Warwickshire Police is urging people to surrender their knives at police stations as part of a four-week long campaign to reduce knife crime.
During the campaign, which runs from September 18 to October 15, anyone can surrender a knife or blade at knife surrender bins across the county - with bins located at Leamington and Rugby stations.
The campaign, jointly launched by Warwickshire Police and West Mercia Police, is part of Operation Sceptre, a national operation to reduce knife crime and the number of families affected by knife crime.
People surrendering knives at the stations will not have to leave their names or any details although if police suspect a weapon has been used in a crime they will examine it for evidence.
Chief Inspector Sharon Cannings said: "While the region doesn't have a big knife problem we're keen to play our part in this national campaign to tackle knife crime and the damage it causes to communities.
"Knife crime doesn't just affect the victims it affects the families of victims and offenders and has a devastating impact on the wider community.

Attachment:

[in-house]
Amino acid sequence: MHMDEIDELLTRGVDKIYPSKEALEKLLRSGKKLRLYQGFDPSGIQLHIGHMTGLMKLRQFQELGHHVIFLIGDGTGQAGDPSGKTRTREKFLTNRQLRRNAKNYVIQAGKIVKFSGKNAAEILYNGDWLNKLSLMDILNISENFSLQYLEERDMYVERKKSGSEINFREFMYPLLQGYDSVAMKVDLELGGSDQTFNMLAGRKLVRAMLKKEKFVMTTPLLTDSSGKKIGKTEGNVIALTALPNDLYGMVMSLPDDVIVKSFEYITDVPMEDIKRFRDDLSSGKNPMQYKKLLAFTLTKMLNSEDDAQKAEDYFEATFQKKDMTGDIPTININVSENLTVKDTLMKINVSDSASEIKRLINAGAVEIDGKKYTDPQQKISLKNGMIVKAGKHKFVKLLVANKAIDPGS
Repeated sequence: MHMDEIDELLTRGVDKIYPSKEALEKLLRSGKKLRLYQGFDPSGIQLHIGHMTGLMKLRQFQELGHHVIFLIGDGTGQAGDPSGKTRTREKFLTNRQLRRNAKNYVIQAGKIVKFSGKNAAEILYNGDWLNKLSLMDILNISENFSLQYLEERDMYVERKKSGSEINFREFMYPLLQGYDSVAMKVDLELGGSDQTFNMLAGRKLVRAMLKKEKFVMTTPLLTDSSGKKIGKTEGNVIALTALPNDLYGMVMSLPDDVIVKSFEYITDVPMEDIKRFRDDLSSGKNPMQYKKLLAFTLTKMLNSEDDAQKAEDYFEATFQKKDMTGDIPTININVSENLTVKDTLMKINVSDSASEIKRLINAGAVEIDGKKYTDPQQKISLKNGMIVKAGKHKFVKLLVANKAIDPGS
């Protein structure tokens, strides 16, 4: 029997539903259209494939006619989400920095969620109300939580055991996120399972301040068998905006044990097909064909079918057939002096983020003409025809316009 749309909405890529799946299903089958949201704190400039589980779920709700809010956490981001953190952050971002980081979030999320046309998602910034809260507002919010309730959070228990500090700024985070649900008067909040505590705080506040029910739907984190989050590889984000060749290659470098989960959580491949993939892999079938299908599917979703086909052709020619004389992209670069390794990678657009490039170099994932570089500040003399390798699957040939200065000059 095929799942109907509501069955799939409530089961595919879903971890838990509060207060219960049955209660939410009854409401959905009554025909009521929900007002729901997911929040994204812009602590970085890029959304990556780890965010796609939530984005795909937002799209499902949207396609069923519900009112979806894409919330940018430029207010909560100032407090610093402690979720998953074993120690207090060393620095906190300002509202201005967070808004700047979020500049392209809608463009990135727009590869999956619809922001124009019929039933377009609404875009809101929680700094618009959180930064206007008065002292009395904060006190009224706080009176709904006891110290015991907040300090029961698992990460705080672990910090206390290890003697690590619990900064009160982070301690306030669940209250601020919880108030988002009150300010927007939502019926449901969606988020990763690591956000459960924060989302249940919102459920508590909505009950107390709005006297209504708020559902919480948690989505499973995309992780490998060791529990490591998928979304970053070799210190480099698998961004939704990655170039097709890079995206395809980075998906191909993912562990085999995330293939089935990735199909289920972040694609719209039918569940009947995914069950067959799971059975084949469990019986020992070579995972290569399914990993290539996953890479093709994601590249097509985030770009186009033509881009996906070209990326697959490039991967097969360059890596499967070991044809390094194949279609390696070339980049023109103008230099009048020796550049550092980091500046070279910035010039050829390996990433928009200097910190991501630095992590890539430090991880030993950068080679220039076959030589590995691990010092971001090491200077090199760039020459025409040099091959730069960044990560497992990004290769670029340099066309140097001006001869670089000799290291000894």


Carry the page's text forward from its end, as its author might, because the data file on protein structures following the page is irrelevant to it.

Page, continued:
"We want people who carry knives to stop and think about the potential consequences for others and themselves.
"For the next four weeks people will have the opportunity to surrender those knives anonymously. The decision to do so might be the most important decision they ever make."
Warwickshire Police and Crime Commissioner Philip Seccombe said: "Knife crime has a devastating effect on people's lives - both for victims, perpetrators, their families and the wider community. While thankfully knife crime is not commonplace in Warwickshire, it's still important that we all work together to rid knives from our streets.
"There is no circumstance where carrying a knife as a weapon is acceptable and, while some people wrongly perceive that a knife offers them some kind of protection, in reality it only serves to make them more vulnerable while placing those around them at greater risk.
"Every knife surrendered is one less that can cause death, destruction and misery, so I am very supportive of this campaign. I hope anyone who owns a knife - young or old - will take this opportunity to surrender their weapon and dispose of it safely."
Clive Knowles from the British Iron Centre said: "The knives surrendered will also be included in the 'save a life, surrender your knife' campaign which has seen a 26ft tall angel sculpture created at The British Ironwork Centre in Oswestry.
"Their campaign has reached national level and has seen over 100,000 knives taken off the streets of the UK and welded to what is also known as 'the national monument against violence and aggression.' West Mercia Police has supported and will continue to support the British Ironworks' effort to raise awareness on the UK wide knife crime dilemma."